Vocabulary - Information and Communication Technology
This is a list of vocabulary items related to information and communication technology
Applications software (also called end-user programs) include database programs, word processors, spreadsheets, and multimedia programs.
Also called weblog. A website that displays in chronological order the postings by one or more individuals and usually has links to comments on specific postings.
To start (a computer) by loading an operating system from a disk.
Abbreviation of Central Processing Unit. This is the brains of the computer. This unit directs the computer’s activities. Every instruction given by the operator must first pass through the CPU before it can be carried out.
A collection of data arranged for ease and speed of search and retrieval. Also called data bank.
It's a metaphor to denote file systems on the computer’s home screen. The background image of a display screen, on which windows, icons, and other graphical items appear.
A hardware device that reads data stored on hard disks. It is also called hard disk drive.
The process of transferring software/information from a server to a computer (the opposite is upload)
Frequently Asked Questions. A list of questions and answers that are often asked by beginners to help them use a computer, an application or a website.
An aggregation of data on a storage device, identified by a name.
An application used to keep unauthorized users from accessing parts of a network or computer.
A virtual container in a computer's file system, in which files and other folders may be stored. The files and subfolders in a folder are usually related.
To prepare a mass storage medium for initial use, erasing any existing data in the process.
Abbreviation of Hypertext Markup Language. A computer language containing a set of tags and rules used in developing hypertext documents to be presented on web browsers, allowing incorporation of text, graphics, sound, video and hyperlinks.
Millions of computer networks that communicate together
A set of keys that allows you to type and enter information on the computer.
Local Area Network, as contrasted with a WAN, or Wide Area Network. An interconnection of computers that are in relatively close proximity to each other, such as within a building.
A device similar to a television set used as to give a graphical display of the output from a computer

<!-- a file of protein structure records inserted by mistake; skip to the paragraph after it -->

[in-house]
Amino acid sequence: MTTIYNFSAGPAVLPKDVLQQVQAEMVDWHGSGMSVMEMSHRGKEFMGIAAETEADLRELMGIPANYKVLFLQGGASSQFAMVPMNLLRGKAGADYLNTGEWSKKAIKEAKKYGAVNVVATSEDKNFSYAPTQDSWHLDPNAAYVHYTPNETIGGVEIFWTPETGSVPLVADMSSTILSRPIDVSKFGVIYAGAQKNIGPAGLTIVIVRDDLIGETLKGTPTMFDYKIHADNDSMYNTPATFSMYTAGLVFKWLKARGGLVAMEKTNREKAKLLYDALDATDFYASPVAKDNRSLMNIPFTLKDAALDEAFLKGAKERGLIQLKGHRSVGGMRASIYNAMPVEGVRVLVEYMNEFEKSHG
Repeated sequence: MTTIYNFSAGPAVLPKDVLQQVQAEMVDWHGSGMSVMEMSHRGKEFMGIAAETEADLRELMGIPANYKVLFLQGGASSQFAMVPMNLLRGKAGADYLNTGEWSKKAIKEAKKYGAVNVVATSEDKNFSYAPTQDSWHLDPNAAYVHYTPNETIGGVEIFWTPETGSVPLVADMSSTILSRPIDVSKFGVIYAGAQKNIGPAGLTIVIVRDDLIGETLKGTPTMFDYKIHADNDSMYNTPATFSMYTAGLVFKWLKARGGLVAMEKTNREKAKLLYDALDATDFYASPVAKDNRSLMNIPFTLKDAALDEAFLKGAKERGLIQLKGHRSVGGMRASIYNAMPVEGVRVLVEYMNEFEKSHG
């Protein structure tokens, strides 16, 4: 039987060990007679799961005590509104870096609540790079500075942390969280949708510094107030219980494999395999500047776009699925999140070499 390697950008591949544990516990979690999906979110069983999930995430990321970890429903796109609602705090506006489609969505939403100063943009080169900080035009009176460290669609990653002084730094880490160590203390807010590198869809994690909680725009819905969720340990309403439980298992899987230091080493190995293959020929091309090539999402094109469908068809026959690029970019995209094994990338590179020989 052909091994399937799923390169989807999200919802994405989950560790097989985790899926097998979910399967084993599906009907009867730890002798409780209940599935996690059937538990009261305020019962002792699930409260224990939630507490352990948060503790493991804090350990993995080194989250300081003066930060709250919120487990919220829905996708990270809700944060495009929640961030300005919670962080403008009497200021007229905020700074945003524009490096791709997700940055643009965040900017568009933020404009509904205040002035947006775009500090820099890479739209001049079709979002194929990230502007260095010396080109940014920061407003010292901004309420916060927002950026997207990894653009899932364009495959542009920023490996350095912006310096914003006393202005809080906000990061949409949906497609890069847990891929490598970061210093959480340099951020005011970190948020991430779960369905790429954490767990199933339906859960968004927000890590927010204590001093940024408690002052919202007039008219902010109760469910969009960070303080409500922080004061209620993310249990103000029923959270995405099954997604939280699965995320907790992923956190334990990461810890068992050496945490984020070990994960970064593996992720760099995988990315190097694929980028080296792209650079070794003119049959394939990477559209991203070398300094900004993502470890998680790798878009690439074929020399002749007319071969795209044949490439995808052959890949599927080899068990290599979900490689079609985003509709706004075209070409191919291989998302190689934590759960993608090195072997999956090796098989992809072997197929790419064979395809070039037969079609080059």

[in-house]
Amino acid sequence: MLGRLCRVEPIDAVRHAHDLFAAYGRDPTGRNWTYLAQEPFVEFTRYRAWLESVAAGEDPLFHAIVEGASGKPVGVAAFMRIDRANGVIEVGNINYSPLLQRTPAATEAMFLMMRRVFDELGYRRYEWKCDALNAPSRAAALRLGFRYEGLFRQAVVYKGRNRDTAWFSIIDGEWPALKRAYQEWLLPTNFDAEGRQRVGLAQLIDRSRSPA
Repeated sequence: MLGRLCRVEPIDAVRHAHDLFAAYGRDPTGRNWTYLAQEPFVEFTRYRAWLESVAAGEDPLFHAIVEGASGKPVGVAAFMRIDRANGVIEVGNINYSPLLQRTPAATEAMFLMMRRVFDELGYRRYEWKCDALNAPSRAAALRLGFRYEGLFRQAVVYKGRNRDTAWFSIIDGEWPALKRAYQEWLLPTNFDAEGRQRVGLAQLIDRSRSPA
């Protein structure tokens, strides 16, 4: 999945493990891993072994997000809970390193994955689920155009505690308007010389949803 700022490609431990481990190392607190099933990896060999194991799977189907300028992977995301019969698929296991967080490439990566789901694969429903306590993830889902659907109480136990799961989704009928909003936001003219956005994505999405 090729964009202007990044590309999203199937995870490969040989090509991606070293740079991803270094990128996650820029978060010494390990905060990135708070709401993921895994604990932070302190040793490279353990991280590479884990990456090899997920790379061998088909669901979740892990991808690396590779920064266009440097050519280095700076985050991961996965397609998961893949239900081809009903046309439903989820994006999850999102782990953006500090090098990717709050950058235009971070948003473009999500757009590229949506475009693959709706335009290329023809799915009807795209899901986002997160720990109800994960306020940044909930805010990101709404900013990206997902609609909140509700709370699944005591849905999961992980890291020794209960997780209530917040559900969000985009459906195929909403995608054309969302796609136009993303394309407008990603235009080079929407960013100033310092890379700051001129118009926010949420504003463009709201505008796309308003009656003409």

A device that encodes digital computer signals into analog/analogue telephone signals and vice versa and allows computers to communicate over a phone line.
An input device that is moved over a pad or other flat surface to produce a corresponding movement of a pointer on a graphical display.
Random Access Memory. Computer memory that dynamically stores and retrieve program and data values during operation.
A computer memory chip that stores values but does not allow updates, in which the values are nonvolatile in that they are retained even when the computer is unpowered.
A computer or a program which provides services to other programs or users.
A Uniform Resource Locator: the address of a web page, ftp site, audio stream or other Internet resource
A program which can covertly transmit itself between computers via networks (especially the Internet) or removable storage such as CDs, USB drives, floppy disks, etc., often causing damage to systems and data.
Wide Area Network, as contrasted with a LAN, or Local Area Network. Used to describe a computer network that covers a large geographic area, which can refer to several buildings in a city, or several cities. Can refer to a group of LANs connected by dedicated long-distance links.
A set of interconnected web pages, usually including a homepage, generally located on the same server, and prepared and maintained as a collection of information by a person, group, or organization.
World Wide Web. Collectively, all of the web pages on the Internet which hyperlink to each other and to other kinds of documents a